The Garret Tree
Friday, September 30, 2005
  CBC 119: Economist asks is CBC doomed?

Updated 21:12 Friday
The Economist this week takes a look at the CBC lockout.
They posted a tease on their website this afternoon.(the rest of is behind the paywall)

But my reliable sources did supply me with copy. It's told in The Economist's usual style, although its coverage is much more in depth than when it covered a CBC strike in 1981.*

The lead:
Shortly before the Canadian Broadcasting Corporation locked out 5,300 of its 9,000 employees on August 15th, Michele Sparling, the management's chief negotiator, declared: “This is the hill we will die on.” Seven weeks later, those words look ominous. Many of CBC's most familiar faces are on the picket line. Managers have had to fill the schedules with many inept stand-ins. Some in the media industry reckon that after the dispute ends, Canada's public-service broadcaster may be badly diminished or even doomed.

Other excerpts
CBC's defenders cherish it for its Canadian content and serious programmes. They see it as an essential bulwark against American culture...A poll by Ipsos-Reid last year found that half of respondents (and a plurality among those who vote Conservative) wanted parliament not to cut CBC'S funding. But another poll found that only 10% of respondents feel “deeply inconvenienced” by the dispute (and 27% slightly so)...
The betting is that the dispute may end by October 5th, when ice hockey starts up after its own year-long lockout over player wage demands. Canadians found they could live without hockey. Journalists can hardly claim to be more indispensable.

*And as for The Economist and its style. Back in 1981 I had left the CBC and was working in London. The Economist then was part of the British Prestel videotex experiment (the first pioneering steps in new media).

I still haven't forgotten the Economist news brief on Prestel from one day in July or August of that year. It went (as best as I can remember it)
"There's good news and bad news from Canada this week. The bad news is that the post office is on strike. The good news is that their television network, the CBC, is on strike."
Hah hah.
Maybe the same person wrote both stories? ;-)

Technorati tags
, , , , , ,
Links to this post

Links to this post:

Create a Link

<< Home
I write in a renovated garret in my house in a part of Toronto, Canada, called "The Pocket." The blog is named for a tree can be seen outside the window of my garret.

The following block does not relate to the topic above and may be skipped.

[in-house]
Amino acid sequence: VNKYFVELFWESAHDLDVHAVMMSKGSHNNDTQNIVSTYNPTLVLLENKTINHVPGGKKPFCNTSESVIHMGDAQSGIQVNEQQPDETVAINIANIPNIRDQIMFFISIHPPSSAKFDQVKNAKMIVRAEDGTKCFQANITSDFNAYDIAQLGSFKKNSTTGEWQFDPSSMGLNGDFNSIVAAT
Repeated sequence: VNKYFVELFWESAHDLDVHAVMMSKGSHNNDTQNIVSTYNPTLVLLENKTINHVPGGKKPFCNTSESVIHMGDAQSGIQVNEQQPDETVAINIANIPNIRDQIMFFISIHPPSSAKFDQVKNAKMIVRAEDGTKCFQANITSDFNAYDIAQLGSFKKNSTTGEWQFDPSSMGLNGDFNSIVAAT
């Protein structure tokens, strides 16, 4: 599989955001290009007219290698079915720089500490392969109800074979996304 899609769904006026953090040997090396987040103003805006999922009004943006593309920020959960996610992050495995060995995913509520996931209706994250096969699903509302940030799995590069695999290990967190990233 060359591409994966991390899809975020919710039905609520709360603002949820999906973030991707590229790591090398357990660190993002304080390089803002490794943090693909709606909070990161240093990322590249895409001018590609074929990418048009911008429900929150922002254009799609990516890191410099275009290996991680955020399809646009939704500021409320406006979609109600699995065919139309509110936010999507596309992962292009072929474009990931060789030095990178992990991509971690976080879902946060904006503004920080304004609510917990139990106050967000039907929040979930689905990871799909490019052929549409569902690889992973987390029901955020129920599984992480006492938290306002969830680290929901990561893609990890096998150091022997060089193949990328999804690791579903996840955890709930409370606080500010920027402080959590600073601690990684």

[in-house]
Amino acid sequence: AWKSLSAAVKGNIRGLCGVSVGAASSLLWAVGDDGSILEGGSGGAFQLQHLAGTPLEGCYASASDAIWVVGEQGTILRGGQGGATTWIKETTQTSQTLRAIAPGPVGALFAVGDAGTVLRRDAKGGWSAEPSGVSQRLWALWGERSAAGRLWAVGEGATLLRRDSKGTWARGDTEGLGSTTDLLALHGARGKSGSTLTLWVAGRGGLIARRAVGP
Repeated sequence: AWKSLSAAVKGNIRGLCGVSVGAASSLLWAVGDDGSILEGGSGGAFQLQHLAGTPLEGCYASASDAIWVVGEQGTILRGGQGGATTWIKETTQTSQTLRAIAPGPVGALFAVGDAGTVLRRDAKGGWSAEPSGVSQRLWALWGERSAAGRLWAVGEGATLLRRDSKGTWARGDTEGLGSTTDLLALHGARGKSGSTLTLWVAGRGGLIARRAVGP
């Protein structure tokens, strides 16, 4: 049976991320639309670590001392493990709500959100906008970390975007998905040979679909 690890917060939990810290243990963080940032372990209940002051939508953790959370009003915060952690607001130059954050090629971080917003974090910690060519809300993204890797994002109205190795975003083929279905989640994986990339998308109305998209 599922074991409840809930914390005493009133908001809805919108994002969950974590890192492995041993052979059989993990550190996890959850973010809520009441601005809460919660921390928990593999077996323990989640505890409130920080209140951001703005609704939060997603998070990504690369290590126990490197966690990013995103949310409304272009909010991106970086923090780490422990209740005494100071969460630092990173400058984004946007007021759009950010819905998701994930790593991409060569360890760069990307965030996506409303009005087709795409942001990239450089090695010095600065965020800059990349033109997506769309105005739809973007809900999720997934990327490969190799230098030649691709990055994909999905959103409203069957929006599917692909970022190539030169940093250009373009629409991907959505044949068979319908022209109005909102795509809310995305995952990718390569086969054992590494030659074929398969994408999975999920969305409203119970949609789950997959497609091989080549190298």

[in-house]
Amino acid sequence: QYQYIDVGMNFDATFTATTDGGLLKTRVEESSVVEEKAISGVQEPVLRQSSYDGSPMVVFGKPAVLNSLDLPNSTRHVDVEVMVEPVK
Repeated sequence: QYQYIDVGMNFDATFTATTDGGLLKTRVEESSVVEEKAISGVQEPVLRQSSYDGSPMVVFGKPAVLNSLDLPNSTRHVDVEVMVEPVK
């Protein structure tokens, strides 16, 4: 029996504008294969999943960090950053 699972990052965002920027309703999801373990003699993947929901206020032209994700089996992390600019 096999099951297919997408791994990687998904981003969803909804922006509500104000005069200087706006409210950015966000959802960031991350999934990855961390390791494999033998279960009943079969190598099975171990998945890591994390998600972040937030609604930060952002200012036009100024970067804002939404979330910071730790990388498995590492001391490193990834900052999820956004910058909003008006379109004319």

My Photo
Name: Robin Rowland
Location: Toronto, Canada

I'm a Toronto-based writer, photographer, web producer, television producer, journalist and teacher. I'm author of five books, the latest A River Kwai Story: The Sonkrai Tribunal. The Garret tree is my blog on the writing life including my progress on my next book (which will be announced here some time in the coming months) My second blog, the Wampo, Nieke and Sonkrai follows the slow progress of my freelanced model railway based on my research on the Burma Thailand Railway (which is why it isn't updated that often) The Creative Guide to Research, based on my book published in 2000 is basically an archive of news, information and hints for both the online and the shoe-leather" researcher. (Google has taken over everything but there are still good hints there)

New blogs as of Sept. 2009
Robin's Weir
Tao of News

November 2004 / December 2004 / January 2005 / March 2005 / April 2005 / May 2005 / June 2005 / July 2005 / August 2005 / September 2005 / October 2005 / November 2005 / December 2005 / January 2006 / February 2006 / March 2006 / July 2006 / August 2006 / September 2006 / December 2006 / January 2007 / February 2007 / April 2007 / May 2007 / August 2007 / September 2007 / October 2007 / December 2007 / January 2008 / February 2008 / March 2008 / April 2008 / May 2008 / June 2008 / August 2008 / September 2008 / November 2008 / January 2009 / February 2009 / March 2009 / April 2009 / May 2009 / August 2009 /

    follow me on Twitter

    A River Kwai Story
    A River Kwai Story
    The Sonkrai Tribunal